The workforce coalition says there are 10,500 tech job postings and more than 17,000 manufacturing job postings across Western New York. And the average salaries in those sectors are high, about $70,000 for advanced manufacturing and nearly $83,000 for tech, Tucker said. That’s well above the Buffalo Niagara region’s average annual wage of $57,700.
“It just makes sense if we want to strengthen our economy, get people prepared for work, let’s focus on those two sectors first,” he said.
But the competition for talent is fierce.
“Employers are not only competing between themselves within the industry – they’re competing against other industries,” Tucker said. “They’re also competing against the gig economy: the Ubers, the Lyfts, the Door Dashes.”
The coalition’s objective is to support worker training through multiple pipelines. Among the partners:
The Northland Workforce Training Center is adding a training program for “clean tech” jobs, including wind, solar, microgrids, battery storage and electric vehicles. The training center intends to partner with Alfred State College on a one-year certificate program and launch the training in fall 2024.
- plans to add a branch in Buffalo early next year and hire a local leader for its program. Per Scholas has a presence in 23 cities, with a focus on under-represented communities, Quebral said.
Per Scholas first looked at Buffalo eight or nine years ago, she said.
“We didn’t have enough tech jobs when they first looked at Buffalo,” Quebral said. “That growth has risen to the occasion for them.”
- The “Dream It, Do It” program, which introduces young people to modern manufacturing careers, will expand to Erie and Niagara counties.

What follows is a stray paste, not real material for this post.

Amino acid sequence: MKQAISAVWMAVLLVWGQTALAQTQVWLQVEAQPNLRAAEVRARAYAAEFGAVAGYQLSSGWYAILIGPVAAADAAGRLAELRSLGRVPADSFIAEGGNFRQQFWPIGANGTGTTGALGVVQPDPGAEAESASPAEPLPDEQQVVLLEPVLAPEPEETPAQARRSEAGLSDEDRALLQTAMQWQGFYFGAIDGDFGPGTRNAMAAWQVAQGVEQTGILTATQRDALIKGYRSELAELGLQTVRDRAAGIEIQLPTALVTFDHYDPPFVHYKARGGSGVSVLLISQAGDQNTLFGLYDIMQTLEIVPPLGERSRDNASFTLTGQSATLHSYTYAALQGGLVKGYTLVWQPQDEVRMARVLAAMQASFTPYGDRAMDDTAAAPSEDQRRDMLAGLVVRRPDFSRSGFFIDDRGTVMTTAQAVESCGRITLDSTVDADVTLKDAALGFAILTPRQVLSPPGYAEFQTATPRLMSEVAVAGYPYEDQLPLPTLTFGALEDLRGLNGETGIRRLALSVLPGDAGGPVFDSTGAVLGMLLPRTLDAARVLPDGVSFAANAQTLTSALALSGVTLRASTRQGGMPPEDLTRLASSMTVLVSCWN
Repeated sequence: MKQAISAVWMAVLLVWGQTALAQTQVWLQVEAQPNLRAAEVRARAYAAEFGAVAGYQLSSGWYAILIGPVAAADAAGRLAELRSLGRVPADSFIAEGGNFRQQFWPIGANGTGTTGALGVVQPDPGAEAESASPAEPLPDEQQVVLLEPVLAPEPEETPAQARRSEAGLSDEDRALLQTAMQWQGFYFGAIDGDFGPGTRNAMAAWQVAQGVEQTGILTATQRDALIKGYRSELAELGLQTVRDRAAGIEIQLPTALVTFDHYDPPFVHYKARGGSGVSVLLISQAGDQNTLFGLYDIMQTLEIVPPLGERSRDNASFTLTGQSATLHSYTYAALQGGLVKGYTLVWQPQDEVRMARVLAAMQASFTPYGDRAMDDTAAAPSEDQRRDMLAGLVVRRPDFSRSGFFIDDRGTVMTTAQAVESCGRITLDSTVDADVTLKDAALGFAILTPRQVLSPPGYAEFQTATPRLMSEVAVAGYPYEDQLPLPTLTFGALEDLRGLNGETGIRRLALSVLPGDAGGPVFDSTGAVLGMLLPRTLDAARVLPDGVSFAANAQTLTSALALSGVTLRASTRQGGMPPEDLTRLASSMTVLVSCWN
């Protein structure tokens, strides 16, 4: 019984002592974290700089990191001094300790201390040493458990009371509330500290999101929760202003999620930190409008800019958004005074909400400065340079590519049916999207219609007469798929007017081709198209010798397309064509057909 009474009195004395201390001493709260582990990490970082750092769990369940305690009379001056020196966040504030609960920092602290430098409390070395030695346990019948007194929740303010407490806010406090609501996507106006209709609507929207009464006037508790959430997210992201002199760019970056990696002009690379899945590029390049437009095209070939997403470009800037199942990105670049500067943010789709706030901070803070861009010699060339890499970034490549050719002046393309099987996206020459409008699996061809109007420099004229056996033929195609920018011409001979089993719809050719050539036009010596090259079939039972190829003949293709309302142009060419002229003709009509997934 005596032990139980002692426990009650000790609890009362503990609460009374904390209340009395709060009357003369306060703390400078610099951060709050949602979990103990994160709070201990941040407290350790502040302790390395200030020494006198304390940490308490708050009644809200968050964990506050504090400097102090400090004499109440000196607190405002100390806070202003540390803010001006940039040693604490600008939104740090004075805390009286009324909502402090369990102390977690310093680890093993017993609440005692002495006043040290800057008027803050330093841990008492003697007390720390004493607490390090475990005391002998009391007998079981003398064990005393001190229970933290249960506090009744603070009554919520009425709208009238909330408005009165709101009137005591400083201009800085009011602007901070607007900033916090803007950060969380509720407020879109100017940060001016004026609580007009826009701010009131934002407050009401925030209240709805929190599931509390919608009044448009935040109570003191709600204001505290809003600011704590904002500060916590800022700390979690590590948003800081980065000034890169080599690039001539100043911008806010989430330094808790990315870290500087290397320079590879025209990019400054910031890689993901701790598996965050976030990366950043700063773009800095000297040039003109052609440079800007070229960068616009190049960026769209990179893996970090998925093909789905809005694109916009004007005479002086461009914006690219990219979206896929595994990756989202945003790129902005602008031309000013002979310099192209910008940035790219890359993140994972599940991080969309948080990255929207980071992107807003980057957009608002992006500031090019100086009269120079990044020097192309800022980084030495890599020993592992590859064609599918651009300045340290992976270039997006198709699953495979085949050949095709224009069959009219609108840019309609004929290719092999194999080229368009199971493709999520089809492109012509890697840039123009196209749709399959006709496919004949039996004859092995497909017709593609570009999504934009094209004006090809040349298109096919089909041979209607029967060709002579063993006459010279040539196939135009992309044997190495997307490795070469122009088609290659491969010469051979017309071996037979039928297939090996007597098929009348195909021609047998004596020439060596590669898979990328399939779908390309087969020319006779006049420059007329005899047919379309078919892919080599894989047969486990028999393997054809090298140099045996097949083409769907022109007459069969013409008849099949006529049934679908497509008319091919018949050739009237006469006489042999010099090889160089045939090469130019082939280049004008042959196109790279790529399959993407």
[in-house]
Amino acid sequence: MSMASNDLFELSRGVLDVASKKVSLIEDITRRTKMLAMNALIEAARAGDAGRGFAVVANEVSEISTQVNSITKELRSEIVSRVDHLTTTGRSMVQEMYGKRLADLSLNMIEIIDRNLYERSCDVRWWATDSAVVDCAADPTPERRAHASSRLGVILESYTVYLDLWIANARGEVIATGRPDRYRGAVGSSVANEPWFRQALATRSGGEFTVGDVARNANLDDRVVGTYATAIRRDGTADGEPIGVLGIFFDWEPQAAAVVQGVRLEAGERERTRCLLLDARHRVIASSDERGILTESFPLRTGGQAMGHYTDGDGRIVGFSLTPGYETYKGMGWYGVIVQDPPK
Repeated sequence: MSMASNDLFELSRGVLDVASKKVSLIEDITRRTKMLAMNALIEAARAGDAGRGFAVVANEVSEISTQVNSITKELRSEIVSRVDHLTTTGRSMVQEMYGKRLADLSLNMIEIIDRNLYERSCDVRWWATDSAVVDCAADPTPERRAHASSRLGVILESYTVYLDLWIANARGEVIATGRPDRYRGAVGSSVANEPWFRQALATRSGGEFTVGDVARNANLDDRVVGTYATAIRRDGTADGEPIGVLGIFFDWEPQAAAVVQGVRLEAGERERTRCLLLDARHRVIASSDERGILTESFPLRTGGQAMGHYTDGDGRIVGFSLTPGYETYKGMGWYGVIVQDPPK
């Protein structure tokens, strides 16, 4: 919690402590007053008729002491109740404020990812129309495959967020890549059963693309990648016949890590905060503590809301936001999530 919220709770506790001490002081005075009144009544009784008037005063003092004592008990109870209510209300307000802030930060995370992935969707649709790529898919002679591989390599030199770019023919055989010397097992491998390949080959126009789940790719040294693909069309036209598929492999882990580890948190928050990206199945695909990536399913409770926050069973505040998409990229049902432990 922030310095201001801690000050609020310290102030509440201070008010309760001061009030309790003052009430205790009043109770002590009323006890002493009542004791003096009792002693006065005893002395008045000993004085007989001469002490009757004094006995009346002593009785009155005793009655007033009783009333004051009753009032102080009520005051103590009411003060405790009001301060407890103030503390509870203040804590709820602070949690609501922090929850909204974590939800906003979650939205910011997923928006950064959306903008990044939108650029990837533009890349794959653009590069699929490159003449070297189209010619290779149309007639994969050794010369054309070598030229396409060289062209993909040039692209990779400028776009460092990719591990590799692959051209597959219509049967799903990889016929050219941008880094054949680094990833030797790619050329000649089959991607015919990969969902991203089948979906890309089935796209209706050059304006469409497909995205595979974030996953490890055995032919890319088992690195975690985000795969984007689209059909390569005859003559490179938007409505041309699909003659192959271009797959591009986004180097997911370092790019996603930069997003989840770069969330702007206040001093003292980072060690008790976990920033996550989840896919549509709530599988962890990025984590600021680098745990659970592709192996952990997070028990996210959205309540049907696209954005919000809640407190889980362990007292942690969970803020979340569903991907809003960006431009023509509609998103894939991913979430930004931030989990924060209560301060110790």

- A host of training providers are part of the coalition, generating newly trained tech and manufacturing workers through their programs.
Quebral said the coalition’s three-year funding model is essential, keeping the partners’ focus on developing talent.
“We want them to collaborate and say, this is a three-year run, at the very least, with each other,” she said. “So if they’re out of that competition mode, out of fundraising for themselves, and purely in implementation. We want them to stay focused on rolling up their sleeves and working together.”
The multiyear funding approach also gives the coalition time to show results, Utz said.
“We believe in two years, in three years, we going to be able to have really important quantifiable data to show that this approach of organizations working together throughout a geography is going to demonstrate not only folks are getting jobs coming out of training, but they’re getting better jobs,” she said.
The UB Regional Institute is looking at developing a data sharing agreement with the Labor Department to follow trained workers’ progress in jobs, wages and promotions, Quebral said.
“We want to track that more closely and circle back to this coalition and say, how did we do?” she said. “And really take a closer look at the numbers.”
The coalition relies on a combination of public and philanthropic dollars, giving the state a stake in the initiative’s outcomes.
“The continued success of Western New York’s economy is dependent on building a highly trained workforce that is ready to take on the in-demand jobs of the future,” Gov. Kathy Hochul said.
How will the workforce coalition measure success? Tucker said it comes down to the number of new career pathways that open up, and the number of people trained for jobs leading to middle class, sustainable wages.
“We know that if we place somebody who is unemployed or underemployed into a career path where they can make $70,000 or $80,000, there is an exponential return on that investment,” he said.
There’s a larger benefit to the collaboration that the workforce coalition calls for, Quebral said.
“It will make us more competitive,” she said. “Every time we’re trying to recruit a company to this area, we’re trying to win federal dollars, we need to demonstrate that we’re thinking and doing together, successfully. These models are not being done in many places.”